Istanbul Through the Ages, a Six Part Course with author Thomas Madden - Context Travel

Istanbul Through the Ages, a Six Part Course with author Thomas Madden

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“Though all other cities have their periods of government and are subject to the decays of time, Constantinople alone seems to claim a kind of immortality and will continue to be a city as long as humanity shall live either to inhabit it or rebuild it.” - Pierre Gilles, The Antiquities of Constantinople (1548)

Today we call it Istanbul. Yet it has had many names: Constantinople, New Rome, Byzantion, Stamboul, Islambul, Queen of Cities, City of the Sultans, and, perhaps most eloquently of all, “The City.”

For more than two millennia Istanbul was at the center of events that shaped the history of the West.  It was a seat of wealth and power, a den of intrigue and betrayal, a place of vibrant commerce and enduring faith.  Its streets were packed with multitudes of people from all over the world, some enjoying the rarest luxuries, others mired in the deepest poverty.  Today Istanbul is often thought of as a “middle eastern” city, yet it is in every way a daughter of the West – born a Greek, raised a Roman and converting to Islam in its middle age.  For centuries it was the largest and most powerful city in the Christian world, before transforming itself in the sixteenth century into the capital of the Muslim East.  It remains a city in both worlds, perched at the very tip of Europe, gazing across at the shores of Asia.

In this course, Thomas F. Madden, a leading scholar in medieval Mediterranean history and the author of Istanbul: City of Majesty at the Crossroads of the World (Viking, 2016), will guide us through the places and people of this city from its foundation as Constantinople to its grandeur under Sultan Suleiman the Magnificent. Each lecture will introduce the historical city alongside the sights of modern Istanbul while bringing to life the stories of those who lived there across the ages. The lectures are weekly on Tuesdays at 5pm ET.

Lecture 1: From Byzantion to Constantinople: The Genius of Constantine the Great

The ancient Greek city of commerce found itself at the center of the Roman world. Destroyed and rebuilt, it was refounded by Emperor Constantine I as New Rome – new capital for an aging empire.

Lecture 2: Justinian and Theodora: The Imperial Age

Laid waste by riots and civil unrest, the city was again remade on an even grander scale. Among Emperor Justinian’s building projects was Hagia Sophia (Aya Sofya), an architectural achievement that still inspires awe today.

Lecture 3: At the Games: Blues, Greens, and the Chariots of the Hippodrome

Still discernible (if one knows where to look), the monumental Hippodrome of the city could seat 100,000 spectators around chariot races and other attractions. Its history of splendor and ruin closely mirrors that of the city that it entertained.

Lecture 4: The Coming of the Crusaders: Enrico Dandolo and the Fourth Crusade

In one of the most bizarre incidents of the Middle Ages, Crusaders bound for the Holy Land to fight Muslims instead detoured to Christian Constantinople, which they conquered. The deep wound that the Crusaders inflicted on the city would not easily heal.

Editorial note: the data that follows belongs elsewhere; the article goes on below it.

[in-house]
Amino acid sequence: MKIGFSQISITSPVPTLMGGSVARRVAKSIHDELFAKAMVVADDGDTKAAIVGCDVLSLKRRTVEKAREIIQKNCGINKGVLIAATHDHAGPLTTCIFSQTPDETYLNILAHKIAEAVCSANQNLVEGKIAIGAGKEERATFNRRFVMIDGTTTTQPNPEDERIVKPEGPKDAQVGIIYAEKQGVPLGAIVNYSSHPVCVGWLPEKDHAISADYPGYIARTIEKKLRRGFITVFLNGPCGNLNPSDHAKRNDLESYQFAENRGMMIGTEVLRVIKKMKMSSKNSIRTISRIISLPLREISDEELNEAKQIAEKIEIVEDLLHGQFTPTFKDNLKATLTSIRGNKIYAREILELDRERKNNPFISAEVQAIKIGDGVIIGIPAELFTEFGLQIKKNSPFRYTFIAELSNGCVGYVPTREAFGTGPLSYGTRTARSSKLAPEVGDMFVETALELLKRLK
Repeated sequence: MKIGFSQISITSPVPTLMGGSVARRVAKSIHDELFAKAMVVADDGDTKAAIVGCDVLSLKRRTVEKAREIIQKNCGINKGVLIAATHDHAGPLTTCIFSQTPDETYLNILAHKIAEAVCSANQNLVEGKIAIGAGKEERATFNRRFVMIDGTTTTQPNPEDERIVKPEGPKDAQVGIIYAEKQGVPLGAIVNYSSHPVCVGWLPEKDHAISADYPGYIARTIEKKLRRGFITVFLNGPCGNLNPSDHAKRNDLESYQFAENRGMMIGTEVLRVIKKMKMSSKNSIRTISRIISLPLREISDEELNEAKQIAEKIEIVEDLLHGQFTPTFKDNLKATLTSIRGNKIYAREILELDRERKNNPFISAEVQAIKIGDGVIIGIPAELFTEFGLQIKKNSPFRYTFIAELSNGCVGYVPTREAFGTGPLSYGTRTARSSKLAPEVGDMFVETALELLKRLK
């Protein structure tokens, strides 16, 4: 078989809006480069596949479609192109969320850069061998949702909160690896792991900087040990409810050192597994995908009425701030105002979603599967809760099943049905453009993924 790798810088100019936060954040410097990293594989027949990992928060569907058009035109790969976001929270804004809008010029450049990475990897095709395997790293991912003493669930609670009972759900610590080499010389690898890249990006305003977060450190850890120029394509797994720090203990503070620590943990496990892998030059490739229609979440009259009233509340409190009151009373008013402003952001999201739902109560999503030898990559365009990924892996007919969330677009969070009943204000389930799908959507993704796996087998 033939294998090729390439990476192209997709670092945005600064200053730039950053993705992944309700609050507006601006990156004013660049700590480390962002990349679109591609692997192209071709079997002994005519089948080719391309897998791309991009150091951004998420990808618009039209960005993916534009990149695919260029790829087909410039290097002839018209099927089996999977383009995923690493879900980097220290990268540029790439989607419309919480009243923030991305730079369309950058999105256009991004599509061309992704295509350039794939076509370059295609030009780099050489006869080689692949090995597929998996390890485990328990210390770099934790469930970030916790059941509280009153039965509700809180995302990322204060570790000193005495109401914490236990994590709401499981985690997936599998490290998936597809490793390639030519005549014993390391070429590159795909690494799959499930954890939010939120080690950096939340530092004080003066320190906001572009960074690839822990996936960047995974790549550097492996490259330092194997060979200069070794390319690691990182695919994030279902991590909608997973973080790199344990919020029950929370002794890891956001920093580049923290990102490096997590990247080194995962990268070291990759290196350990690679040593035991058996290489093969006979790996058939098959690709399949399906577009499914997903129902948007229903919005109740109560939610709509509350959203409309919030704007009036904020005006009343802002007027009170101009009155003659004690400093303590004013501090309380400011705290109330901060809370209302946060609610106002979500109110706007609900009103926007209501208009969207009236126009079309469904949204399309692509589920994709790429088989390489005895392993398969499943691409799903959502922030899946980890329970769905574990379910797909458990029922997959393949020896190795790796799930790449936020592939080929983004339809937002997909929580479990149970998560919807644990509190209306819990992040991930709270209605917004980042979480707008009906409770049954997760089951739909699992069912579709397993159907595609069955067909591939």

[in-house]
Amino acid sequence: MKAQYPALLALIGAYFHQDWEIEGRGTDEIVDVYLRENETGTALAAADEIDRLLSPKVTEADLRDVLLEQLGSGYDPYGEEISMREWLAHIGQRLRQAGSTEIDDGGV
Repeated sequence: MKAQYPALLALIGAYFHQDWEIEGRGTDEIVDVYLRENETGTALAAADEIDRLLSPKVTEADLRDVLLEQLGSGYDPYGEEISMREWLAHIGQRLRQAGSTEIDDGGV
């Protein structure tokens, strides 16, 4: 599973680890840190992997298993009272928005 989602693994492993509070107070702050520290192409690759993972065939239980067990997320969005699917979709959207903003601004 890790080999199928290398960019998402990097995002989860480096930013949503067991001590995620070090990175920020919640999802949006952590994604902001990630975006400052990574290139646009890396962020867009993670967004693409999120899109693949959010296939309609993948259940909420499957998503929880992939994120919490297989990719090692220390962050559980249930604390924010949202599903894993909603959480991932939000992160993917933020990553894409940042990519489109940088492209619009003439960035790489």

Lecture 5: Changing Empires: Constantine XI, Mehmet II, and the 1453 Conquest of Constantinople

In 1453 one world was ending and another was born. As the Middle Ages came to a close, Sultan Mehmed II extinguished that last ember of the Roman Empire and transformed the great city into a new capital of an Islamic state.

Lecture 6: The Ottoman Golden Age: Suleiman the Magnificent and Hurrem/Roxelana

Sultan Suleiman the Magnificent ruled the vast Ottoman Empire from his palace in Constantinople. Yet not alone. Defying convention, he married Hurrem, one of the women of his harem. Both enriched Istanbul in ways still prominent today.

Thomas F Madden is a Professor of History and Director of the Center for Medieval and Renaissance Studies at Saint Louis University. As the author of the book Istanbul: City of Majesty at the Crossroads of the World and historical consultant, he has appeared in such venues as The New York Times, Washington Post, Wall Street Journal, CNN, and The History Channel.  He is a Fellow of the John Simon Guggenheim Foundation, the American Council of Learned Societies, the Medieval Academy of America, and he is a National Endowment for the Humanities Public Scholar.

How does it work?
This is a six-part series held weekly and hosted on Zoom. Please check the schedule for the specific dates and times for each lecture.

Is there a reading list in advance?
No. Participants do not have to have any significant prior knowledge of Istanbul to attend this course.

How long are the lectures?
Each lecture is 90 minutes long with time for Q&A.

How long is the course?
The course is 6 weeks long, with one lecture each week.

What is the cost?
$210 per person for the full course.

Is a recording available?
In general, our courses are not recorded. However, if you need to miss a lecture please let us know in advance and we can arrange for a recording for that session on an individual basis.

This course is suitable for all ages

Each lecture is 90 minutes, including a 30 minute Q&A.